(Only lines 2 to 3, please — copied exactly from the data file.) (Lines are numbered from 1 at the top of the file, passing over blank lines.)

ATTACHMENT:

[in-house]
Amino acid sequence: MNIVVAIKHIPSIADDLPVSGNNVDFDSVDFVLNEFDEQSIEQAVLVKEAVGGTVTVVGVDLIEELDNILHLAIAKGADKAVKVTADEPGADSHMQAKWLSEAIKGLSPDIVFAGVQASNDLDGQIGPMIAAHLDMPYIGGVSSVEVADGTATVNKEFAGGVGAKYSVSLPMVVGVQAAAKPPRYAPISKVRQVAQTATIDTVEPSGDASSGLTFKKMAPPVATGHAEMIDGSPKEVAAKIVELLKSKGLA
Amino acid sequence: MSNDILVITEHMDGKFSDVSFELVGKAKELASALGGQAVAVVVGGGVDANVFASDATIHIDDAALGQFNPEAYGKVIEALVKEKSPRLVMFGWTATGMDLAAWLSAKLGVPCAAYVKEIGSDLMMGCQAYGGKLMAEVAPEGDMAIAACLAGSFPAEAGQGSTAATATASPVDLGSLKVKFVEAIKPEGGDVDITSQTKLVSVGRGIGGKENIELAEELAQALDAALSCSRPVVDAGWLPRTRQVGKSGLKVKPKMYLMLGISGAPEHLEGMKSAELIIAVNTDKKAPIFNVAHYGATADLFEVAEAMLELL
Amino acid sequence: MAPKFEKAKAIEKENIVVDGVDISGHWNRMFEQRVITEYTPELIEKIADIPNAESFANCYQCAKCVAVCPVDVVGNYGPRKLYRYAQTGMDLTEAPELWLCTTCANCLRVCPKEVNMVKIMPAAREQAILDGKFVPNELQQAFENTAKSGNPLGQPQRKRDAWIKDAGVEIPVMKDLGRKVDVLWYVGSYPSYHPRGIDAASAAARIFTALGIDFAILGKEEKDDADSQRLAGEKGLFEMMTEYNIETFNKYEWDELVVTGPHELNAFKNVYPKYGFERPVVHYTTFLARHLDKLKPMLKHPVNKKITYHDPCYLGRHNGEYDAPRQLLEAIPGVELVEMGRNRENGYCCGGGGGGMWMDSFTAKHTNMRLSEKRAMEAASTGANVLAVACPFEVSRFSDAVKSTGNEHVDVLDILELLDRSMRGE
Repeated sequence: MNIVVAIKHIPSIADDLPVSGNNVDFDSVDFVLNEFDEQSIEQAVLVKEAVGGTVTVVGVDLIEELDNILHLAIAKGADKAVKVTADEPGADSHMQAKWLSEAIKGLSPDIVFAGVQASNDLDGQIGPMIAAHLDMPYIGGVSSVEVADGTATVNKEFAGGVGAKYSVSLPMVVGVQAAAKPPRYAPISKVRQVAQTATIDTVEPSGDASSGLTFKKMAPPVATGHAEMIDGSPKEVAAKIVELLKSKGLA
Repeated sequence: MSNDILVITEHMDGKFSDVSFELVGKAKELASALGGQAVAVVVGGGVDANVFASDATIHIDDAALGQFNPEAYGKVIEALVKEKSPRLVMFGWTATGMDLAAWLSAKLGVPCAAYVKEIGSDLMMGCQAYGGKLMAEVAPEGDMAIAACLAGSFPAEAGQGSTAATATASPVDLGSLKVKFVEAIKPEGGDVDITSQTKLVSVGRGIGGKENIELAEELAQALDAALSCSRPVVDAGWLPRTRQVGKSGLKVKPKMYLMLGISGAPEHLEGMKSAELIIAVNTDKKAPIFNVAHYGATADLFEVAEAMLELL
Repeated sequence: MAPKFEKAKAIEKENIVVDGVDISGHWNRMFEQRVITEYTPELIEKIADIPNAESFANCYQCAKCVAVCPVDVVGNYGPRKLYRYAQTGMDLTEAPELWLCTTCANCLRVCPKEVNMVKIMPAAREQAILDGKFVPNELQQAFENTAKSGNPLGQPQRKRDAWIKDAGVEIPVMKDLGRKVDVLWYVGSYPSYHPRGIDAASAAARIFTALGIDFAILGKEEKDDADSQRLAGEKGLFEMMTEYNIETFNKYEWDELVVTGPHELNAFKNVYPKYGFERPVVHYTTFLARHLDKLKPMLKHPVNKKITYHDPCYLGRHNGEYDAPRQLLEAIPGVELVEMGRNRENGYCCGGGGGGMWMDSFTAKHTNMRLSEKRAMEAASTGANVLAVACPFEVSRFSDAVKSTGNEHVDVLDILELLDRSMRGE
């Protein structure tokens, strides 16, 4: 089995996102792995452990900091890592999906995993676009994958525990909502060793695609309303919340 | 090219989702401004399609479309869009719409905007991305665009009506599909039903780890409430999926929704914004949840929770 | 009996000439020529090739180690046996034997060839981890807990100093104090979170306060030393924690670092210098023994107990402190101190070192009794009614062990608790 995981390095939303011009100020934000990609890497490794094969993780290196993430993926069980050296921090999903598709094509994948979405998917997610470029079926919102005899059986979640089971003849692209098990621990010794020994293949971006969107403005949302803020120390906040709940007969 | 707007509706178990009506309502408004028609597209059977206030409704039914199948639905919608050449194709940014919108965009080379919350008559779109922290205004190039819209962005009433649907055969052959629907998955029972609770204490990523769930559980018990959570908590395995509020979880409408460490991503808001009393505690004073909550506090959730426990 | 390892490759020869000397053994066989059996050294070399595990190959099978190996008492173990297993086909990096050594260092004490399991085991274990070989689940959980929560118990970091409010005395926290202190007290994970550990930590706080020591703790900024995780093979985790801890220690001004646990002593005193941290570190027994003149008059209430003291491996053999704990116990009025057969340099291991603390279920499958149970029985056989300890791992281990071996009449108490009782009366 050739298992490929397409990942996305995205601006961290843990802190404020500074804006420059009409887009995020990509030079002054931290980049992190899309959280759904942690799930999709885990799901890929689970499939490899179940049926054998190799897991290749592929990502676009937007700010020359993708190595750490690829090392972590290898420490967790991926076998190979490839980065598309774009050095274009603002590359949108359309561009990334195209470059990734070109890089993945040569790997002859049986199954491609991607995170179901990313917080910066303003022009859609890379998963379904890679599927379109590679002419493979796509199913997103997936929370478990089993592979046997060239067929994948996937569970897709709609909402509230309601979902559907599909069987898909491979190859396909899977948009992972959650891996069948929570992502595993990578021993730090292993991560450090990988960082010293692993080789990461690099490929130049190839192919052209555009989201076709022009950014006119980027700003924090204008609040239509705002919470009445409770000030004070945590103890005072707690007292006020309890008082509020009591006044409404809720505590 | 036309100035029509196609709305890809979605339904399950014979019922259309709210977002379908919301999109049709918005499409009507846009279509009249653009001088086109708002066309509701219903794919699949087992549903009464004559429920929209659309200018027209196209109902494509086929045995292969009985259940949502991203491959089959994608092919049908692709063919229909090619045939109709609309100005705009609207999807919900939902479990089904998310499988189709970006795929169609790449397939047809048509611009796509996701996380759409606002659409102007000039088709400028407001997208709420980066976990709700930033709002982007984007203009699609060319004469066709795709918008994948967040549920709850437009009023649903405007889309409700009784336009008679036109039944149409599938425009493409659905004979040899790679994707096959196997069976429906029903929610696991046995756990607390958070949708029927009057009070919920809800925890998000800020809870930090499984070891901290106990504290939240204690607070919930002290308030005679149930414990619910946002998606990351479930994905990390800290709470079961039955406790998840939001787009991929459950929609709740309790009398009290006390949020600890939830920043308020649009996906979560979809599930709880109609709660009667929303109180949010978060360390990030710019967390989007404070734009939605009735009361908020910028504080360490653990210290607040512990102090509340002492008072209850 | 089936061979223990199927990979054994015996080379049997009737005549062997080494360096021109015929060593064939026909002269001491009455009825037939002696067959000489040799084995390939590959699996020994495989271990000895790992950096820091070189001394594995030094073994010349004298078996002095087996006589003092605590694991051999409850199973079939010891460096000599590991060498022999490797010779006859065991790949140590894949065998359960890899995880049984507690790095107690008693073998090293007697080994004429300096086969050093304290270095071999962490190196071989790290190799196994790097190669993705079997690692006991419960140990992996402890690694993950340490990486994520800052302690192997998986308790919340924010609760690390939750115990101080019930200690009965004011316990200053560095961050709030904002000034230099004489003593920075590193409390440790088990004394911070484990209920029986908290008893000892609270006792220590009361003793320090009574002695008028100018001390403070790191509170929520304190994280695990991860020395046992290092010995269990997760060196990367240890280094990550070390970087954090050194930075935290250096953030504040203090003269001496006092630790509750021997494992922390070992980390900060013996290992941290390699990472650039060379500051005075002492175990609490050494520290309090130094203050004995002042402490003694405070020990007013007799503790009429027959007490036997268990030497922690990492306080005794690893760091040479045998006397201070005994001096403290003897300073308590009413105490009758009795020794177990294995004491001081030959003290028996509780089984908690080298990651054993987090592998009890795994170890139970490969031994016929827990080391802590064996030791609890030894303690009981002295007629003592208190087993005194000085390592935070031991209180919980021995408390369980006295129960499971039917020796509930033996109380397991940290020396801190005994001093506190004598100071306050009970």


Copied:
Amino acid sequence: MNIVVAIKHIPSIADDLPVSGNNVDFDSVDFVLNEFDEQSIEQAVLVKEAVGGTVTVVGVDLIEELDNILHLAIAKGADKAVKVTADEPGADSHMQAKWLSEAIKGLSPDIVFAGVQASNDLDGQIGPMIAAHLDMPYIGGVSSVEVADGTATVNKEFAGGVGAKYSVSLPMVVGVQAAAKPPRYAPISKVRQVAQTATIDTVEPSGDASSGLTFKKMAPPVATGHAEMIDGSPKEVAAKIVELLKSKGLA
Amino acid sequence: MSNDILVITEHMDGKFSDVSFELVGKAKELASALGGQAVAVVVGGGVDANVFASDATIHIDDAALGQFNPEAYGKVIEALVKEKSPRLVMFGWTATGMDLAAWLSAKLGVPCAAYVKEIGSDLMMGCQAYGGKLMAEVAPEGDMAIAACLAGSFPAEAGQGSTAATATASPVDLGSLKVKFVEAIKPEGGDVDITSQTKLVSVGRGIGGKENIELAEELAQALDAALSCSRPVVDAGWLPRTRQVGKSGLKVKPKMYLMLGISGAPEHLEGMKSAELIIAVNTDKKAPIFNVAHYGATADLFEVAEAMLELL